By observing gravitational radiation from a binary black hole merger, the LIGO collaboration has simultaneously opened a new window on the universe and achieved the first direct detection of gravitational waves. Here this discovery is analyzed using concepts from introductory physics. Drawing upon Newtonian mechanics, dimensional considerations, and analogies between gravitational and electromagnetic waves, we are able to explain the principal features of LIGO's data and make order of magnitude estimates of key parameters of the event by inspection of the data. Our estimates of the black hole masses, the distance to the event, the initial separation of the pair, and the stupendous total amount of energy radiated are all in good agreement with the best fit values of these parameters obtained by the LIGO-VIRGO collaboration.

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17.
For the duration of the in-spiral, it is acceptable to treat the black holes as particles of fixed mass and the only relevant gravitational potential energy is the mutual potential energy of the two black holes, not their individual self-energy.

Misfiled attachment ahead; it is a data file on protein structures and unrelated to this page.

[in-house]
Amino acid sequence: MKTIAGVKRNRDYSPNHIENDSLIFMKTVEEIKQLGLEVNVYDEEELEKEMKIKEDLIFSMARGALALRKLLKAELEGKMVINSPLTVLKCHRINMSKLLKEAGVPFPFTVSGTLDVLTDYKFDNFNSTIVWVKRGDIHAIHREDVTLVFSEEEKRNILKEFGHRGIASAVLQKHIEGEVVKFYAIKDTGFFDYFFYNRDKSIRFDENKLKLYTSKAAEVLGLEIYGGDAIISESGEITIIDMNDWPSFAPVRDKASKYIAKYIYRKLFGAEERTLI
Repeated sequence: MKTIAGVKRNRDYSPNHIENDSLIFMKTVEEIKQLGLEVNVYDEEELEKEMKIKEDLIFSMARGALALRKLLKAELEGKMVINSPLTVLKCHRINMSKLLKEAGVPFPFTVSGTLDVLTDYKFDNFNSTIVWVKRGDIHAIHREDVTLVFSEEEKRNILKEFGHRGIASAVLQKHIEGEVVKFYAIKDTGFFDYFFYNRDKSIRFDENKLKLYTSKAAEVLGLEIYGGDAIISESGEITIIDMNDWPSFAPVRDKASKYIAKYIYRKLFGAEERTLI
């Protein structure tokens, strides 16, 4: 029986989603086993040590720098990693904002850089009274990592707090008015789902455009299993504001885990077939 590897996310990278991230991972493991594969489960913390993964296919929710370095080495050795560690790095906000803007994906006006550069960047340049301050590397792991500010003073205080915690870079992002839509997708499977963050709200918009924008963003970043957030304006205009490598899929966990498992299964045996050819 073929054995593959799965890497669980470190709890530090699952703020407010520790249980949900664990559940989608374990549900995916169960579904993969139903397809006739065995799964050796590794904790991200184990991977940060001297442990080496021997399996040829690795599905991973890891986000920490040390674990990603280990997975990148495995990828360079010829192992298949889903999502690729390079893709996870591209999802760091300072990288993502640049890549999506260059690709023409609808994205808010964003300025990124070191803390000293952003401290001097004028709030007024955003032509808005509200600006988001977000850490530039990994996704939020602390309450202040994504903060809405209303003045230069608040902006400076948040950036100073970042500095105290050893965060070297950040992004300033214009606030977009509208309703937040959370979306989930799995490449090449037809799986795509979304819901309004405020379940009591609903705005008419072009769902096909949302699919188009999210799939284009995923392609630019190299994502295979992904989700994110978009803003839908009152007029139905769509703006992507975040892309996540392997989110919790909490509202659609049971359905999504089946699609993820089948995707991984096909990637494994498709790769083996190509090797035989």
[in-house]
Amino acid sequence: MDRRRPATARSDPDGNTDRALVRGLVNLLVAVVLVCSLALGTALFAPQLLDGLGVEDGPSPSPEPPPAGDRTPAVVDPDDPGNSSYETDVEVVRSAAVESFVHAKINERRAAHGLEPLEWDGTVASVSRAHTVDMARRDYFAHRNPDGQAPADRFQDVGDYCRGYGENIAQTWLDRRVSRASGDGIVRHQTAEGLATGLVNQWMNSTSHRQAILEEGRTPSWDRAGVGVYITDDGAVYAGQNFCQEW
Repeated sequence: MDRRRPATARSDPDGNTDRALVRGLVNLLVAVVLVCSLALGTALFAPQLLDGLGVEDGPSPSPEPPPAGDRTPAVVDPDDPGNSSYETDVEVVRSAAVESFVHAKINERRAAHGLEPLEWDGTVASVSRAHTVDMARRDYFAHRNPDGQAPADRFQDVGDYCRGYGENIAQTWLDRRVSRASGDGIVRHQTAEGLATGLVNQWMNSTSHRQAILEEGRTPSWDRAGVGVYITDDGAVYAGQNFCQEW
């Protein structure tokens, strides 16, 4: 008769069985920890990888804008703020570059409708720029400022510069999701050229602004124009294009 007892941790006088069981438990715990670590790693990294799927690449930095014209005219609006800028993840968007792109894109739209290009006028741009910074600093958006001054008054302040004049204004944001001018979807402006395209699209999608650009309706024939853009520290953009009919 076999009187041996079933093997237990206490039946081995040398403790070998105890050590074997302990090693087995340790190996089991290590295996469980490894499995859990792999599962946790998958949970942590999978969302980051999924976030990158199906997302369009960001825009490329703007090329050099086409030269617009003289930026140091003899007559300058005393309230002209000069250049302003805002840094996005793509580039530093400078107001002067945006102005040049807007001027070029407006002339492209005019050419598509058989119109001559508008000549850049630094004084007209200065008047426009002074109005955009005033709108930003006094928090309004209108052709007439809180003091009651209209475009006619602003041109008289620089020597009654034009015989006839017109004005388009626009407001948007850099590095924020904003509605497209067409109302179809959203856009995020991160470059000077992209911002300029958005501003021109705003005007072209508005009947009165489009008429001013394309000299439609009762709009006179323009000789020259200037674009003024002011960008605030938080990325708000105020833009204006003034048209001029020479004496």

18.
The reader will notice that the total energy is one half the potential energy. This is an example of the virial theorem in classical mechanics, but students of introductory physics can derive the result by adding up all the contributions to the orbital energy. The potential energy is obviously −GMm/(r + R). The kinetic energy is given by (1/2)Iω2. Making use of Eq. (1) for ω and Eq. (4) for the moment of inertia leads quickly to the result quoted in Eq. (2) for the total energy.
19.

By way of comparison, electromagnetic radiation is predominantly produced by the changing electric or magnetic dipole moments. The quadrupole component matters only if the dipole moments of the radiating system vanish by symmetry. See Problem 5 in  Appendix B for more on electromagnetic dipole radiation.

20.

To obtain Eq. (11) first write Eq. (10) in the form f11/3df=3απ8/3(MG)5/3(1/c5)dt and integrate both sides. Take the lower limit on the time integral 0 and the upper limit as τ. The corresponding limits on the f integral are f1 and f2, respectively, yielding Eq. (11).

21.
By so doing we are approximating the total energy radiated by the energy radiated during the in-spiral process alone. Although the peak power is radiated during the merger, inspection of Fig. 1 suggests that the power radiated during in-spiral is indeed comparable to the total power radiated during the entire process, thereby justifying the estimate in Eq. (18).
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